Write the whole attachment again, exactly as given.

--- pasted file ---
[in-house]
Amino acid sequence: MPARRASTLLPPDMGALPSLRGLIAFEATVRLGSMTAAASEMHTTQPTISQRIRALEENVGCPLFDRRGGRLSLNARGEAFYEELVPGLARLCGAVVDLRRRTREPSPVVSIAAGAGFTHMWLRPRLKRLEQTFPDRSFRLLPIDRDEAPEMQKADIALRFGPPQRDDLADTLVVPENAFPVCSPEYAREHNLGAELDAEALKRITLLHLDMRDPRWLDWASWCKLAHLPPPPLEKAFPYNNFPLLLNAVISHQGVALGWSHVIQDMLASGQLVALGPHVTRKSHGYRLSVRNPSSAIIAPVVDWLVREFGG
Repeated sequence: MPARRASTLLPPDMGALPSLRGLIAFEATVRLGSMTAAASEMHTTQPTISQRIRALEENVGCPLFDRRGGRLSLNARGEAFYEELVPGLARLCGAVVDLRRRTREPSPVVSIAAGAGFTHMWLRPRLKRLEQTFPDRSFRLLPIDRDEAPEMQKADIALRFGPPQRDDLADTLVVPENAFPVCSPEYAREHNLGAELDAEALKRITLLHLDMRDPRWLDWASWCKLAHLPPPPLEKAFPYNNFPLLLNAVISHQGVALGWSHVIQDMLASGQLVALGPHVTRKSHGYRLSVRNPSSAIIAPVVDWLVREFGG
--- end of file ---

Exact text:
[in-house]
Amino acid sequence: MPARRASTLLPPDMGALPSLRGLIAFEATVRLGSMTAAASEMHTTQPTISQRIRALEENVGCPLFDRRGGRLSLNARGEAFYEELVPGLARLCGAVVDLRRRTREPSPVVSIAAGAGFTHMWLRPRLKRLEQTFPDRSFRLLPIDRDEAPEMQKADIALRFGPPQRDDLADTLVVPENAFPVCSPEYAREHNLGAELDAEALKRITLLHLDMRDPRWLDWASWCKLAHLPPPPLEKAFPYNNFPLLLNAVISHQGVALGWSHVIQDMLASGQLVALGPHVTRKSHGYRLSVRNPSSAIIAPVVDWLVREFGG
Repeated sequence: MPARRASTLLPPDMGALPSLRGLIAFEATVRLGSMTAAASEMHTTQPTISQRIRALEENVGCPLFDRRGGRLSLNARGEAFYEELVPGLARLCGAVVDLRRRTREPSPVVSIAAGAGFTHMWLRPRLKRLEQTFPDRSFRLLPIDRDEAPEMQKADIALRFGPPQRDDLADTLVVPENAFPVCSPEYAREHNLGAELDAEALKRITLLHLDMRDPRWLDWASWCKLAHLPPPPLEKAFPYNNFPLLLNAVISHQGVALGWSHVIQDMLASGQLVALGPHVTRKSHGYRLSVRNPSSAIIAPVVDWLVREFGG